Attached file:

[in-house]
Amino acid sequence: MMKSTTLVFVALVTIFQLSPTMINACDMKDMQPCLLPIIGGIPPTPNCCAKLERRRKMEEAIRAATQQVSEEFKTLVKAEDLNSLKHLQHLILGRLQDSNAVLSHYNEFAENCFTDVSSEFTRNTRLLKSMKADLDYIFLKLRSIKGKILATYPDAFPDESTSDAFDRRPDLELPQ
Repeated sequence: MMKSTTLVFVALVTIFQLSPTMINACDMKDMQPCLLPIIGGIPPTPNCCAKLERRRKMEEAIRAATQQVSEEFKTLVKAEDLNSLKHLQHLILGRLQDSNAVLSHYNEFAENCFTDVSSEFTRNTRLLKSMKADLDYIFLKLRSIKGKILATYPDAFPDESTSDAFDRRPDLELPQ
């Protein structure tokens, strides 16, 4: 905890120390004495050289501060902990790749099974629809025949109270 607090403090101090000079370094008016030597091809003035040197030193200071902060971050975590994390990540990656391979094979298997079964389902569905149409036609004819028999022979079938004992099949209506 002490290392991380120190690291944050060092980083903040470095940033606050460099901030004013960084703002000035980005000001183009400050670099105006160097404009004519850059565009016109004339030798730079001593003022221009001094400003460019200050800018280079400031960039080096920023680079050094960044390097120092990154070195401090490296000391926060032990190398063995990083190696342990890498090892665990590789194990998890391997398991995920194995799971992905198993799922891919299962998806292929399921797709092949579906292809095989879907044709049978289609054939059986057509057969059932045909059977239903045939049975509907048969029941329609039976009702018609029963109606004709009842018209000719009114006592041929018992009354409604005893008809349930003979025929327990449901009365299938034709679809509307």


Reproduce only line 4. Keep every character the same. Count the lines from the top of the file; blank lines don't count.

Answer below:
């Protein structure tokens, strides 16, 4: 905890120390004495050289501060902990790749099974629809025949109270 607090403090101090000079370094008016030597091809003035040197030193200071902060971050975590994390990540990656391979094979298997079964389902569905149409036609004819028999022979079938004992099949209506 002490290392991380120190690291944050060092980083903040470095940033606050460099901030004013960084703002000035980005000001183009400050670099105006160097404009004519850059565009016109004339030798730079001593003022221009001094400003460019200050800018280079400031960039080096920023680079050094960044390097120092990154070195401090490296000391926060032990190398063995990083190696342990890498090892665990590789194990998890391997398991995920194995799971992905198993799922891919299962998806292929399921797709092949579906292809095989879907044709049978289609054939059986057509057969059932045909059977239903045939049975509907048969029941329609039976009702018609029963109606004709009842018209000719009114006592041929018992009354409604005893008809349930003979025929327990449901009365299938034709679809509307």